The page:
Governors State University (GSU) Associate Professor Dr. Bradley Smith’s writing passion dates to his early teen years and helped shape his character. Now he wants to inspire others–especially young adults–to find their own voices.
“My mission is to get students to love writing,’’ said Smith, who teaches rhetoric and composition courses and serves as the university’s Director of First-year Writing. “Many of our students have been discouraged in high school, and I work to get them invested in their writing. Then, they are more likely to engage in other classes.”
Smith joined GSU’s College of Arts and Sciences in 2013 just in time to welcome the university’s historic inaugural freshman class, a situation which he called “a clean slate” for his expertise in developing freshman writing programs. Growing up near DeKalb, Illinois, Smith was inspired by his small-town teachers who demonstrated passion in their subject area and teaching.
After receiving a bachelor’s degree in English from Northern Illinois University, Smith went on to earn both master’s and doctoral degrees at Illinois State University. While earning his Ph.D. in English Studies, Smith taught at Wenatchee Valley College in the state of Washington and Columbia College in Chicago.
Now, he’s reflecting on the success of Governors State’s First-year Writing Program and looking forward to making it better and motivating more students.
GSU Newsroom: What is your role as Director of First-year Writing?
Smith: As the director of First-year Writing, I help coordinate the efforts of faculty who teach our freshman composition courses. Since all of the sections offered to incoming freshmen are taught by experienced, full-time faculty, my goal is to balance consistency across all sections with the unique expertise that our faculty bring to teaching the courses.
GSU Newsroom: What is an embedded supplemental instructor and how well has the program been received?
Smith: One of the initiatives we are working on with Dr. Jarrett Neal and Daniel Ferry is a supplemental instruction program for first-year writing. It involves students who serve as mentors and work as embedded tutors to help students inside class and outside class.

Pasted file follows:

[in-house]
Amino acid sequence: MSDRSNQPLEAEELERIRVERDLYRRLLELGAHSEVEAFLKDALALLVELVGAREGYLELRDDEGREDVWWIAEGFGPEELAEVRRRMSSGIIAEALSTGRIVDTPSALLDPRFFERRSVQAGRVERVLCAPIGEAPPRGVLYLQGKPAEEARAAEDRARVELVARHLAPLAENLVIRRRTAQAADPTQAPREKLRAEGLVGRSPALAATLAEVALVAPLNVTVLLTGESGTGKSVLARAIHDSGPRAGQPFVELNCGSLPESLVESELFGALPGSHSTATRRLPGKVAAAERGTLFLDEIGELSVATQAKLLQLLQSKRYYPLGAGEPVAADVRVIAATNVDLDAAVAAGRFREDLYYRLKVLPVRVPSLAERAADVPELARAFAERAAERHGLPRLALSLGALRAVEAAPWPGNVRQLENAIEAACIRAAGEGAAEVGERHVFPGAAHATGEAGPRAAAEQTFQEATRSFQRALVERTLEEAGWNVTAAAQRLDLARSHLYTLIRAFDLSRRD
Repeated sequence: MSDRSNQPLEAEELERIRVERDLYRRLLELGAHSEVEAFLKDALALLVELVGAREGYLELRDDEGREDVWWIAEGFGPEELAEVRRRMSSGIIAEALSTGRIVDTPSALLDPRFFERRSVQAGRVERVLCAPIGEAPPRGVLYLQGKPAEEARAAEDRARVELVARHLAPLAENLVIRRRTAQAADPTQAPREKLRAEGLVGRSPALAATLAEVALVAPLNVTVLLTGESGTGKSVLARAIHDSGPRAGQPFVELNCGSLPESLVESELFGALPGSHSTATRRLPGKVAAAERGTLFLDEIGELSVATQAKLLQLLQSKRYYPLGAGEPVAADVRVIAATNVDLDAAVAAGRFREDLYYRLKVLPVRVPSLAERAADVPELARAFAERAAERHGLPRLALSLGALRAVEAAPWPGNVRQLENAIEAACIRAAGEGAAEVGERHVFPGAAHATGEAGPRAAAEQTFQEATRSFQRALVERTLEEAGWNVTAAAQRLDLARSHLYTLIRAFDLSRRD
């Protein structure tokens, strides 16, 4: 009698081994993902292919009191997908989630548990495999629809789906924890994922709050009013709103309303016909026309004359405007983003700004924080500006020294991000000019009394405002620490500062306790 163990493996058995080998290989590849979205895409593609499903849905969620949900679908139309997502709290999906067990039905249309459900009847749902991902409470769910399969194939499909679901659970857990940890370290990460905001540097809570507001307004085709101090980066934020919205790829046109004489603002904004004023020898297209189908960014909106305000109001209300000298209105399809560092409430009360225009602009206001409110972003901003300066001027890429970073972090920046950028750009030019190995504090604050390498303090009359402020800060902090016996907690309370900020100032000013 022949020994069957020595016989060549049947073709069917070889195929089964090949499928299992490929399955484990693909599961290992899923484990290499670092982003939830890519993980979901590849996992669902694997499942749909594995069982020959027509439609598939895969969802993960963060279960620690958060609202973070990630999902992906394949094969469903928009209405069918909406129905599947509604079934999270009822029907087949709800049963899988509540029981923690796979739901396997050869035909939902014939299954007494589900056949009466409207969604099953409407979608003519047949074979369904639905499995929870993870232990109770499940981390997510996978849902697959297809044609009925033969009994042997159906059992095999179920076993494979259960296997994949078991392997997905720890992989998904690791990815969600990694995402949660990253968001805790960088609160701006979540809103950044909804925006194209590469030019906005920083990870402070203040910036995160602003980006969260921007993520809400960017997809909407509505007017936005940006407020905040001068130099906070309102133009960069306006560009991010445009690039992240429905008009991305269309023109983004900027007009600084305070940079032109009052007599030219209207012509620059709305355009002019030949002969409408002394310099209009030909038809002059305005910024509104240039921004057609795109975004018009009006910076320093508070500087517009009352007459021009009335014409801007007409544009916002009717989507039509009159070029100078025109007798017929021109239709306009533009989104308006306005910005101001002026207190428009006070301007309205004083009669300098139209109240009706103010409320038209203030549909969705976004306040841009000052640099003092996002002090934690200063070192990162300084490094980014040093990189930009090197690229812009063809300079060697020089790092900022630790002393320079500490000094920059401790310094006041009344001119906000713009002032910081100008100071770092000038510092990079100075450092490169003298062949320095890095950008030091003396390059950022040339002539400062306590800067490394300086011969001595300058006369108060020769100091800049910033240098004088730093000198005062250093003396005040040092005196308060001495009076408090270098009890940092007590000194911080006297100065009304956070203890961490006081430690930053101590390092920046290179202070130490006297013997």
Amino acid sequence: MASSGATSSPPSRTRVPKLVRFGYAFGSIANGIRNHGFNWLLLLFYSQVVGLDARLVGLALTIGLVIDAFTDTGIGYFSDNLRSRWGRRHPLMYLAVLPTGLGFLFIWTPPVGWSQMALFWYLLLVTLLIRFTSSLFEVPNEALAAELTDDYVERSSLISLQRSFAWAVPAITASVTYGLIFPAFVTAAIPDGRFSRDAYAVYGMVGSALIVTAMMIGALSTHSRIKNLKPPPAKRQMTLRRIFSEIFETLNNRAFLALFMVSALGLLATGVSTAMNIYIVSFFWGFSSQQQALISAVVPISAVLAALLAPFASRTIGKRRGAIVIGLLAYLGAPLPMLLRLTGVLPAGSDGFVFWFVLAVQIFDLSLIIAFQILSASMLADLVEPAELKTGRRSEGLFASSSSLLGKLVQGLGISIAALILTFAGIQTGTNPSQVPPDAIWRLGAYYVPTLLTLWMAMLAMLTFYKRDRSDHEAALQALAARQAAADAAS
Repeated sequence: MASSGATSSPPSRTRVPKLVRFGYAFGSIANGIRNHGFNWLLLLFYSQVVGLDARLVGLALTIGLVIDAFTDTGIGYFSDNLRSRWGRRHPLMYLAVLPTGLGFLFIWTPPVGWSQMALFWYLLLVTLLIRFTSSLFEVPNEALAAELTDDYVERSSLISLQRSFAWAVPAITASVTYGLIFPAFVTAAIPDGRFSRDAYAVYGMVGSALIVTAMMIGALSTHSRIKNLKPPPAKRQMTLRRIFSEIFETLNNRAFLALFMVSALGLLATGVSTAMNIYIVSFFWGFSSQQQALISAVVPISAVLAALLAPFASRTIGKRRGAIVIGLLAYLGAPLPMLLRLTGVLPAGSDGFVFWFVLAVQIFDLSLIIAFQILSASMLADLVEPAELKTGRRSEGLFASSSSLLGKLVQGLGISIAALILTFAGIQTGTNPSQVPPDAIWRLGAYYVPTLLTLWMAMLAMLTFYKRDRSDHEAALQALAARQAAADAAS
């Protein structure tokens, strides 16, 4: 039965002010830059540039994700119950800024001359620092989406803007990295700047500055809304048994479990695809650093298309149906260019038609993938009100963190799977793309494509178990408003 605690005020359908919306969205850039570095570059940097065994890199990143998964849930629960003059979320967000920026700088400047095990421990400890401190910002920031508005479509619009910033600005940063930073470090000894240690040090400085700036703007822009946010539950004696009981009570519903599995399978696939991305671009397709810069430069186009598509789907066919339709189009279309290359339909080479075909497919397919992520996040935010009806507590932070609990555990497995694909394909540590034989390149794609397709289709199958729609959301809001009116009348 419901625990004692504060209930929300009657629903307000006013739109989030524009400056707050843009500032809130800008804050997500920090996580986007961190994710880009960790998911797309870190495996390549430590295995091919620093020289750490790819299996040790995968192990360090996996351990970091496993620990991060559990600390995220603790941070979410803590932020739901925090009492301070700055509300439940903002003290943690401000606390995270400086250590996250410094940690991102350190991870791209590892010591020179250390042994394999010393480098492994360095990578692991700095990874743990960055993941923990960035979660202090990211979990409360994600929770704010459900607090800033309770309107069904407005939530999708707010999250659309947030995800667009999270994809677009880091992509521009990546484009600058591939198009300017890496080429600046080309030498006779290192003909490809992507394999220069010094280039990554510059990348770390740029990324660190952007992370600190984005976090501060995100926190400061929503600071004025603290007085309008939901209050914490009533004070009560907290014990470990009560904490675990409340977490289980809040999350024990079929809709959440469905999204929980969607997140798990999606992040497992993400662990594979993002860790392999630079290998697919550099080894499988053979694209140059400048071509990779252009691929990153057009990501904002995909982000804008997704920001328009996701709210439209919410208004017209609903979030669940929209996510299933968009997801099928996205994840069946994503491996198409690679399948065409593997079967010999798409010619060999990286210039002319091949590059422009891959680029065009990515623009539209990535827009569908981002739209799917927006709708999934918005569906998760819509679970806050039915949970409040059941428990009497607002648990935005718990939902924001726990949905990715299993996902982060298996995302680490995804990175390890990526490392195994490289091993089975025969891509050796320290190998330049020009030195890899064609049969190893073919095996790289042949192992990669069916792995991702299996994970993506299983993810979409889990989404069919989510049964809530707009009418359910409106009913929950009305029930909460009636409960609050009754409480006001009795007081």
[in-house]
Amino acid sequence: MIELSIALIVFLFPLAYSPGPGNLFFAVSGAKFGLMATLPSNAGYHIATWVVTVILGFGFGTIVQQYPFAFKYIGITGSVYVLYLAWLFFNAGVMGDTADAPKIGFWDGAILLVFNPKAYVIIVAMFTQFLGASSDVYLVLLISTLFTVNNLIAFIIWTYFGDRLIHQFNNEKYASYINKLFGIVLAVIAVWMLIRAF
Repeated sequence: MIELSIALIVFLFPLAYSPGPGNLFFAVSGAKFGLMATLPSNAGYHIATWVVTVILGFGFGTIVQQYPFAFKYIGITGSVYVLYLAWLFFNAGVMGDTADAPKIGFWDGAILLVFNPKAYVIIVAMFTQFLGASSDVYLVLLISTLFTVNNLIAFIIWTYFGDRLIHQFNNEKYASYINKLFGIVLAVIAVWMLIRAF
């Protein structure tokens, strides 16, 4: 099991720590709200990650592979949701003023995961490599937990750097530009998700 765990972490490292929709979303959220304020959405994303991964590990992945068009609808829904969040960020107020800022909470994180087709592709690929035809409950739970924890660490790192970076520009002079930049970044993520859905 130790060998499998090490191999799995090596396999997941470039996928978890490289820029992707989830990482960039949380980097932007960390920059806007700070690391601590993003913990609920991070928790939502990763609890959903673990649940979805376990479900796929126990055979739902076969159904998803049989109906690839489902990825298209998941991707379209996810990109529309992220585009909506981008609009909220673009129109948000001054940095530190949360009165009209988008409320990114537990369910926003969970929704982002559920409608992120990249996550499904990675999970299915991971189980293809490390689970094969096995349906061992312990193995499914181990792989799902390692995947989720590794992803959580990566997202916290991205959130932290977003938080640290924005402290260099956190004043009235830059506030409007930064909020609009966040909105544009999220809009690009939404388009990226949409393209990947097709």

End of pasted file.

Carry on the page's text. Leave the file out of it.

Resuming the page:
Last year, faculty reported their students were doing better because of the program. A number of students passed the course who wouldn’t have otherwise, and others improved their grade by at least one letter. In the next year, I hope that more faculty will include supplemental instructors.
GSU Newsroom: What is a conceptual metaphor, and how do they help students improve their writing?
Smith: Conceptual metaphors are unconscious perceptions we use to form our basic mental models and understandings of complex topics. The scholars who write about conceptual metaphors believe they make up the foundation of our thoughts, and in my dissertation I explore the role that conceptual metaphors play in thinking about learning to write and the act of writing.
For example, we often use the conduit metaphor, to think about writing. When we use the conduit metaphor, we imagine communication this way: I have ideas in my head and I’m trying to communicate them to you. To get ideas from my head to yours, I put them in a container, like an essay, that serves as the link between us. Students communicate the conduit metaphor in writing with statements like, “I’m having a rough time getting through to you in my writing.” You can see the metaphor there, the conduit.
If we use metaphors more consciously, we can help students reframe the way they think about writing. Consider the building metaphor. The student has a thought she hopes to communicate. I might say, ‘You are building something in your mind. You are constructing an idea out of materials you’ve collected from your own thoughts and experiences.’ This is a more active way of thinking about communicating instead of transcribing thoughts in your head.
GSU Newsroom: In the age of social media, our lexicon is expanding. Is there room for this new language in student writing?
Smith: Research shows people are writing more than they ever have before. In 1985, nobody wrote an email or texted or wrote on Facebook. Today, what we communicate on a daily basis is mostly writing. People are more literate, just in a different style of literacy. It’s a new genre—social media. LOL—laughing out loud—is part of that writing tradition and is allowed where appropriate. Part of our job as writing teachers is helping students identify the differences in language use for different purposes.
GSU Newsroom: You identify with the superhero Spiderman. What’s your super power and how do you use it?
Smith: I like that quote, “With great power comes great responsibility.” I think of my compassion as a super power. I take what I understand and put it into a context that is useful to my students.
Many of our students have been told their writing was not good enough, so it’s an uphill battle. With the power to judge people’s language choices and abilities comes a great responsibility to do so in ways that are encouraging, rather than discouraging. My hope is for students to feel better about writing by the end of the semester. That way, they are more likely to work at it.